Expectations, Skepticism, and Hope among Thailand’s Political Parties


Partyforumseasia: Thailand’s political history has not been “smooth as silk”, as the tourism promoting slogan tried to characterize the country. Since the end of the absolute monarchy, in1932, there were seven failed and eleven successful military coups, the last one in May 2014. Since then, under Prime Minister and former general Prayut Chan-o-cha, a junta called the National Council for Peace and Order (NCPO) has banned activities of the political parties, but promised the eventual return to democracy. The volatile and splintered party landscape had produced massive unrest and turmoil since, in 1998, Thaksin Shinawatra founded the Thai Rak Thai Party which swept him to power in 2001. The ingredients of his meteoric rise were lots of money and a hitherto neglected voter base in the poor North and Northeast. The political establishment, aka Bangkok elite, did everything to fight Thaksin. His party was banned by the constitutional court, but survived in re-incarnations. The second one is still around as Puea Thai or Pheu Thai, and the third one surfaced only a few days ago, on 7 November, under the name of Thai Raksa Chart Party.

The much anticipated return to civil rule has been delayed until now, promised elections were postponed, but a new constitution and many institutional changes have been implemented in the meantime. To be fair, though, the NCPO-junta-regime has at least managed a smooth royal transition from the revered King Bhumibol to his less popular son Vajiralongkorn, for which internal and external pundits had predicted turmoil and uprising.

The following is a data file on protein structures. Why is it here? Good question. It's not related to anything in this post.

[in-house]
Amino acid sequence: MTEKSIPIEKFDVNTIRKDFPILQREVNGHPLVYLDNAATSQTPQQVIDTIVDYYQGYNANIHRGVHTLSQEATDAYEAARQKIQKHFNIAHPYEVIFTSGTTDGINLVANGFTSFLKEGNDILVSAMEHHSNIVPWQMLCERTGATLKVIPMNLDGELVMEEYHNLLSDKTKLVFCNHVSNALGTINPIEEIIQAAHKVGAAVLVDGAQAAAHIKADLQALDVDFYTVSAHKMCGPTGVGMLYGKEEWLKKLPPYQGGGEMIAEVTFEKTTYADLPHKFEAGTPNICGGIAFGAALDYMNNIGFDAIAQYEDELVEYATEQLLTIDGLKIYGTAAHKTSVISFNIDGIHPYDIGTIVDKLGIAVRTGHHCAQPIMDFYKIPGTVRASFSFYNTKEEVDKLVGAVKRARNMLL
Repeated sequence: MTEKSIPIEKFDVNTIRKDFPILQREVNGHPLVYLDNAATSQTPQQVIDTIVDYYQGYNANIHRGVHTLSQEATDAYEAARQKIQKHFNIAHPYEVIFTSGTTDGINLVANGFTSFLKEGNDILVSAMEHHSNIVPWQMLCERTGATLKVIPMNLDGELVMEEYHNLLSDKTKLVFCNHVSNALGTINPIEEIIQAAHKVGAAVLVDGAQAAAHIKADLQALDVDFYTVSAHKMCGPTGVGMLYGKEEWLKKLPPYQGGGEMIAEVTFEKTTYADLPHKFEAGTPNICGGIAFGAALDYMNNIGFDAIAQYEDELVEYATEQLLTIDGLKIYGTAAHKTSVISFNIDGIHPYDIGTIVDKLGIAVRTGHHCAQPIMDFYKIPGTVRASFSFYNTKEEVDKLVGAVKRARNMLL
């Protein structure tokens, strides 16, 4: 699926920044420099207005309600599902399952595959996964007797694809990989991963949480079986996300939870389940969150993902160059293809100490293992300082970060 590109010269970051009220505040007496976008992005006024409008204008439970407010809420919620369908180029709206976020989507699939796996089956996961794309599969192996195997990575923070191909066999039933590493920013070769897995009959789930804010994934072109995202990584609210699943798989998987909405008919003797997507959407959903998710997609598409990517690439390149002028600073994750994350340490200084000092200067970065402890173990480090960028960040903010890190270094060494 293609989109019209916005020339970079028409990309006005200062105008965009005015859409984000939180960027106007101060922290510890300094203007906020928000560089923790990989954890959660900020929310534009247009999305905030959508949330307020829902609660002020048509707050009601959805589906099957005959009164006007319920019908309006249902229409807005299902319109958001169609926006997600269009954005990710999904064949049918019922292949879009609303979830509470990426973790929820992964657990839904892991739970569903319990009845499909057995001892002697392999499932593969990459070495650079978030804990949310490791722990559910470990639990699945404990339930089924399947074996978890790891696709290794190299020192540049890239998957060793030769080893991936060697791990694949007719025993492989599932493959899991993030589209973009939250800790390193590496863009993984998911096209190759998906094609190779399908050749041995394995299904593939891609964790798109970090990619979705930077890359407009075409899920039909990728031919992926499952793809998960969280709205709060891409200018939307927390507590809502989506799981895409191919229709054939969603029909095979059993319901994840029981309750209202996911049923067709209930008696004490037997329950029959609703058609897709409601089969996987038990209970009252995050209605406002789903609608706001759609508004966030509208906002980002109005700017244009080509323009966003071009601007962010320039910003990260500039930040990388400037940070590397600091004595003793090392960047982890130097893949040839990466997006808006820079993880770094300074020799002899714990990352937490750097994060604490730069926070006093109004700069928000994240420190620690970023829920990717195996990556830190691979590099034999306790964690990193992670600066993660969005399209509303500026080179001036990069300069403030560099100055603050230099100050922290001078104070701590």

Sensing the popular expectations, PM Prayut has now hinted that the polls might be held on 24th February 2019. Deputy Prime Minister (and Defense Minister) Gen. Prawit Wongsuwon, has informed the impatient parties that the partially relaxed ban on political activities will be lifted, once a new election law for the national parliament will be enacted on 12th December, followed by a royal decree to confirm the election date.
Here are some glimpses into the preparations of the main competitors:

The Democrat Party, founded in 1946, is the oldest political party, and has played an important role since. The liberal-conservative party opposed military rule already in the 1990s, led government coalitions several times, but had no chance against Thaksin Shinawatra’s power and money politics. Its leader since 2005, Abhisit Vejjajiva, re-elected last week, was Prime Minister from 2008 to 2011. The Democrats are strong with a well established party organization and with a solid power base in the South and in Bangkok. The party machinery is well prepared for the campaign.